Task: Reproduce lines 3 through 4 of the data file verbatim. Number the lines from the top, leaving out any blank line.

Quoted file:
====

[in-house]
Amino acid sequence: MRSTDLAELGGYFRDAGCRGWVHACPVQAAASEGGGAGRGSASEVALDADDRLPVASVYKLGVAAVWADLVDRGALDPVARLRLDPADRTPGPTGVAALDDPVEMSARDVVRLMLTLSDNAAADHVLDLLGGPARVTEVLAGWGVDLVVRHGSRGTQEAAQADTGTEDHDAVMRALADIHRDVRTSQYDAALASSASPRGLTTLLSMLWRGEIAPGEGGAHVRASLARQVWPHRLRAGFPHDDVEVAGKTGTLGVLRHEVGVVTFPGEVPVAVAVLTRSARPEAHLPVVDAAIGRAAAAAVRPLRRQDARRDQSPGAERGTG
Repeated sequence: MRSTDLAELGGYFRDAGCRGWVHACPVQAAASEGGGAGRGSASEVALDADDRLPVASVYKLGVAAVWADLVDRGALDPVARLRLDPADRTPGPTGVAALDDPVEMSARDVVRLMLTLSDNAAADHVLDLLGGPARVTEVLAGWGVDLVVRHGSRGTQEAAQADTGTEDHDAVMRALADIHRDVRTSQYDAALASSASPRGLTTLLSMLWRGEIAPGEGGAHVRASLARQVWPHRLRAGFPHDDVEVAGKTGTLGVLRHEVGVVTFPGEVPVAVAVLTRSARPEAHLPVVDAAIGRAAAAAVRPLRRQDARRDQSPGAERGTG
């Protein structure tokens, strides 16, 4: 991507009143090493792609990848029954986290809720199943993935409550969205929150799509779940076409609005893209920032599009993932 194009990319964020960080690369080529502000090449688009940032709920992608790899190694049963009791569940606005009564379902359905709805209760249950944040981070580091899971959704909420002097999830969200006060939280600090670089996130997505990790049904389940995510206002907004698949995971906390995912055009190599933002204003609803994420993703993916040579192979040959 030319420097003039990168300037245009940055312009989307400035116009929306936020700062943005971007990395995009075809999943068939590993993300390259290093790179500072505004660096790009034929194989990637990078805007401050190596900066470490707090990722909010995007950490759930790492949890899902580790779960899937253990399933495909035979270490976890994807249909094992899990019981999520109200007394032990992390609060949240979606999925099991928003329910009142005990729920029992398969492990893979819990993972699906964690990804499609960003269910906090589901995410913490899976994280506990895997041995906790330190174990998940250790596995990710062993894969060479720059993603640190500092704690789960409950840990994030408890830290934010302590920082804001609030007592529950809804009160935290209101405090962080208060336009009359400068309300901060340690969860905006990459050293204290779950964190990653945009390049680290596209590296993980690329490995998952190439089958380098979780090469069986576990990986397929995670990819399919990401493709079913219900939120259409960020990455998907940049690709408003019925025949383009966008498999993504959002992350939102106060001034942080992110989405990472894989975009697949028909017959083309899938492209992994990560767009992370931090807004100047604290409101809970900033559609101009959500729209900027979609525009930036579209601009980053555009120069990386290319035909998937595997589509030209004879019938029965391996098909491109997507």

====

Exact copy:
Repeated sequence: MRSTDLAELGGYFRDAGCRGWVHACPVQAAASEGGGAGRGSASEVALDADDRLPVASVYKLGVAAVWADLVDRGALDPVARLRLDPADRTPGPTGVAALDDPVEMSARDVVRLMLTLSDNAAADHVLDLLGGPARVTEVLAGWGVDLVVRHGSRGTQEAAQADTGTEDHDAVMRALADIHRDVRTSQYDAALASSASPRGLTTLLSMLWRGEIAPGEGGAHVRASLARQVWPHRLRAGFPHDDVEVAGKTGTLGVLRHEVGVVTFPGEVPVAVAVLTRSARPEAHLPVVDAAIGRAAAAAVRPLRRQDARRDQSPGAERGTG
């Protein structure tokens, strides 16, 4: 991507009143090493792609990848029954986290809720199943993935409550969205929150799509779940076409609005893209920032599009993932 194009990319964020960080690369080529502000090449688009940032709920992608790899190694049963009791569940606005009564379902359905709805209760249950944040981070580091899971959704909420002097999830969200006060939280600090670089996130997505990790049904389940995510206002907004698949995971906390995912055009190599933002204003609803994420993703993916040579192979040959 030319420097003039990168300037245009940055312009989307400035116009929306936020700062943005971007990395995009075809999943068939590993993300390259290093790179500072505004660096790009034929194989990637990078805007401050190596900066470490707090990722909010995007950490759930790492949890899902580790779960899937253990399933495909035979270490976890994807249909094992899990019981999520109200007394032990992390609060949240979606999925099991928003329910009142005990729920029992398969492990893979819990993972699906964690990804499609960003269910906090589901995410913490899976994280506990895997041995906790330190174990998940250790596995990710062993894969060479720059993603640190500092704690789960409950840990994030408890830290934010302590920082804001609030007592529950809804009160935290209101405090962080208060336009009359400068309300901060340690969860905006990459050293204290779950964190990653945009390049680290596209590296993980690329490995998952190439089958380098979780090469069986576990990986397929995670990819399919990401493709079913219900939120259409960020990455998907940049690709408003019925025949383009966008498999993504959002992350939102106060001034942080992110989405990472894989975009697949028909017959083309899938492209992994990560767009992370931090807004100047604290409101809970900033559609101009959500729209900027979609525009930036579209601009980053555009120069990386290319035909998937595997589509030209004879019938029965391996098909491109997507």